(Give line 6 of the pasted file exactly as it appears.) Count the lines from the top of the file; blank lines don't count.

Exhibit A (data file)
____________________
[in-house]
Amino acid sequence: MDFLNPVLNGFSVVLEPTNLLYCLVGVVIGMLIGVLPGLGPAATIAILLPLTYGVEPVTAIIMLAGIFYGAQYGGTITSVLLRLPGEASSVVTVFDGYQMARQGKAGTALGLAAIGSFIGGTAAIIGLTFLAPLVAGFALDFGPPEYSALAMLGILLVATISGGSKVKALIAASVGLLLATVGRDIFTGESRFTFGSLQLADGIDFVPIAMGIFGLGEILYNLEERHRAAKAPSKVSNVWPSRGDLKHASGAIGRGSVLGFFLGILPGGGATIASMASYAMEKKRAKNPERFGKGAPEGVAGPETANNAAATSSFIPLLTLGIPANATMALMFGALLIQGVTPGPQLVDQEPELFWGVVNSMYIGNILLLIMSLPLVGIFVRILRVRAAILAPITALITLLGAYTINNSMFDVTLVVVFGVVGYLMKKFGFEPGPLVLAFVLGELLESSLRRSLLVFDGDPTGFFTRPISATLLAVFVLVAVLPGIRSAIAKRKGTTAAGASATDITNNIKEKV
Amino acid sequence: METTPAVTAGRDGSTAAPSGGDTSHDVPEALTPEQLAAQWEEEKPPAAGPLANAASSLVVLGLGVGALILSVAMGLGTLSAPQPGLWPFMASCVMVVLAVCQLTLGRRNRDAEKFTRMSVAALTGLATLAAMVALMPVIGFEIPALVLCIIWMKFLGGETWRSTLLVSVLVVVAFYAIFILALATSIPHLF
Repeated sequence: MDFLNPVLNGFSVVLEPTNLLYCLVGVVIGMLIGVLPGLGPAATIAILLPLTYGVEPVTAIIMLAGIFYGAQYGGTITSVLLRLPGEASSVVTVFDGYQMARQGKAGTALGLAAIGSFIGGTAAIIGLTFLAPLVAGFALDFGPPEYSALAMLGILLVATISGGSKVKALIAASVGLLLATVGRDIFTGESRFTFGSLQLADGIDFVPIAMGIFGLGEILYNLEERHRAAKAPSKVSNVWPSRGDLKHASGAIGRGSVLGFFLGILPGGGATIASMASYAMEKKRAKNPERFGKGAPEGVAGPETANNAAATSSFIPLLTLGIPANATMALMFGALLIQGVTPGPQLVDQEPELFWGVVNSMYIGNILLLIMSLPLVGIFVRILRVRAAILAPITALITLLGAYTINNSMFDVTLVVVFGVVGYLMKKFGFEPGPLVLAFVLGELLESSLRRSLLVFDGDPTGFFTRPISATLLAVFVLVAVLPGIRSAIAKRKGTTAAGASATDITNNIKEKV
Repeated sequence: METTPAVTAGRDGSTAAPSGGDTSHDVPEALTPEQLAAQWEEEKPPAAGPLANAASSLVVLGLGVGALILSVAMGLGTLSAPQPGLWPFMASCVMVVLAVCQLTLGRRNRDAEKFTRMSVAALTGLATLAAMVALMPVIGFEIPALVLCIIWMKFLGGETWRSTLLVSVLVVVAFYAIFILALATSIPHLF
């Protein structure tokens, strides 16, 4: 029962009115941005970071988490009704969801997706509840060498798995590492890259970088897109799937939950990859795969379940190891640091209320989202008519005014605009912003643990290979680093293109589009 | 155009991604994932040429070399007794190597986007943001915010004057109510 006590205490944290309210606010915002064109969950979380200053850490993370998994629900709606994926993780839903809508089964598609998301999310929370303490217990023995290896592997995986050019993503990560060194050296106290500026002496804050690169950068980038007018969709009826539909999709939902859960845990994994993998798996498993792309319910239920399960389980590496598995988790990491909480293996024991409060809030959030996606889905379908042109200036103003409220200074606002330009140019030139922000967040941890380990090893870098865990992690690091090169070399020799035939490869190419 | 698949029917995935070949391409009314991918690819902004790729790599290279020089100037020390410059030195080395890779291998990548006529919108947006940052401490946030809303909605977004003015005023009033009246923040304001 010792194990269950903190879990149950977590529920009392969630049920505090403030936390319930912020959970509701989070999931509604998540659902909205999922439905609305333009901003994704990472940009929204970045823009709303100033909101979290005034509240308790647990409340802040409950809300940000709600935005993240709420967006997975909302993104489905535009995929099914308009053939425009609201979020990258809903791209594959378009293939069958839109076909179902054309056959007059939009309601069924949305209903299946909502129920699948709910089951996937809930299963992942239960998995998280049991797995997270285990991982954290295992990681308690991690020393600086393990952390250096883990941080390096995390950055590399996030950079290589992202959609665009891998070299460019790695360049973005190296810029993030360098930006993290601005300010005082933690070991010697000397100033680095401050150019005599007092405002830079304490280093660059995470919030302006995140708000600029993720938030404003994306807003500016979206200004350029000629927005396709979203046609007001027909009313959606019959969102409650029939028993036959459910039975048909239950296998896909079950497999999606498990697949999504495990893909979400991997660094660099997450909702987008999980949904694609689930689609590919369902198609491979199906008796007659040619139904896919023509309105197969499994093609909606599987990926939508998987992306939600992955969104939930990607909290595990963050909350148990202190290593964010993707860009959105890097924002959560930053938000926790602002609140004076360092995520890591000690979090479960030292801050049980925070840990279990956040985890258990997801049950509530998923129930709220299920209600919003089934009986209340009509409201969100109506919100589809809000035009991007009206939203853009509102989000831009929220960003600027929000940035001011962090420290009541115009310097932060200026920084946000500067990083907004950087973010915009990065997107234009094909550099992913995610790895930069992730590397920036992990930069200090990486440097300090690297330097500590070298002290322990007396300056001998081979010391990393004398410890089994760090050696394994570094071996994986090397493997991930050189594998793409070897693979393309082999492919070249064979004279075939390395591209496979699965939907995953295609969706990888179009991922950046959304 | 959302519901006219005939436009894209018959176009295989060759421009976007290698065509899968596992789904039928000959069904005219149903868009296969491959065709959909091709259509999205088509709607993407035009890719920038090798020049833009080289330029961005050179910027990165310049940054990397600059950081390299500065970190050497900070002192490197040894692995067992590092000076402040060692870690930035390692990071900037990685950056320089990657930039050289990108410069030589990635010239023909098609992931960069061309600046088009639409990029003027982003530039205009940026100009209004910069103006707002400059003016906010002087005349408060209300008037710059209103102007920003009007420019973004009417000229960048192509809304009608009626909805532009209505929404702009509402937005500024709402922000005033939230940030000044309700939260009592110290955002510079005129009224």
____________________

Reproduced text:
């Protein structure tokens, strides 16, 4: 029962009115941005970071988490009704969801997706509840060498798995590492890259970088897109799937939950990859795969379940190891640091209320989202008519005014605009912003643990290979680093293109589009 | 155009991604994932040429070399007794190597986007943001915010004057109510 006590205490944290309210606010915002064109969950979380200053850490993370998994629900709606994926993780839903809508089964598609998301999310929370303490217990023995290896592997995986050019993503990560060194050296106290500026002496804050690169950068980038007018969709009826539909999709939902859960845990994994993998798996498993792309319910239920399960389980590496598995988790990491909480293996024991409060809030959030996606889905379908042109200036103003409220200074606002330009140019030139922000967040941890380990090893870098865990992690690091090169070399020799035939490869190419 | 698949029917995935070949391409009314991918690819902004790729790599290279020089100037020390410059030195080395890779291998990548006529919108947006940052401490946030809303909605977004003015005023009033009246923040304001 010792194990269950903190879990149950977590529920009392969630049920505090403030936390319930912020959970509701989070999931509604998540659902909205999922439905609305333009901003994704990472940009929204970045823009709303100033909101979290005034509240308790647990409340802040409950809300940000709600935005993240709420967006997975909302993104489905535009995929099914308009053939425009609201979020990258809903791209594959378009293939069958839109076909179902054309056959007059939009309601069924949305209903299946909502129920699948709910089951996937809930299963992942239960998995998280049991797995997270285990991982954290295992990681308690991690020393600086393990952390250096883990941080390096995390950055590399996030950079290589992202959609665009891998070299460019790695360049973005190296810029993030360098930006993290601005300010005082933690070991010697000397100033680095401050150019005599007092405002830079304490280093660059995470919030302006995140708000600029993720938030404003994306807003500016979206200004350029000629927005396709979203046609007001027909009313959606019959969102409650029939028993036959459910039975048909239950296998896909079950497999999606498990697949999504495990893909979400991997660094660099997450909702987008999980949904694609689930689609590919369902198609491979199906008796007659040619139904896919023509309105197969499994093609909606599987990926939508998987992306939600992955969104939930990607909290595990963050909350148990202190290593964010993707860009959105890097924002959560930053938000926790602002609140004076360092995520890591000690979090479960030292801050049980925070840990279990956040985890258990997801049950509530998923129930709220299920209600919003089934009986209340009509409201969100109506919100589809809000035009991007009206939203853009509102989000831009929220960003600027929000940035001011962090420290009541115009310097932060200026920084946000500067990083907004950087973010915009990065997107234009094909550099992913995610790895930069992730590397920036992990930069200090990486440097300090690297330097500590070298002290322990007396300056001998081979010391990393004398410890089994760090050696394994570094071996994986090397493997991930050189594998793409070897693979393309082999492919070249064979004279075939390395591209496979699965939907995953295609969706990888179009991922950046959304 | 959302519901006219005939436009894209018959176009295989060759421009976007290698065509899968596992789904039928000959069904005219149903868009296969491959065709959909091709259509999205088509709607993407035009890719920038090798020049833009080289330029961005050179910027990165310049940054990397600059950081390299500065970190050497900070002192490197040894692995067992590092000076402040060692870690930035390692990071900037990685950056320089990657930039050289990108410069030589990635010239023909098609992931960069061309600046088009639409990029003027982003530039205009940026100009209004910069103006707002400059003016906010002087005349408060209300008037710059209103102007920003009007420019973004009417000229960048192509809304009608009626909805532009209505929404702009509402937005500024709402922000005033939230940030000044309700939260009592110290955002510079005129009224």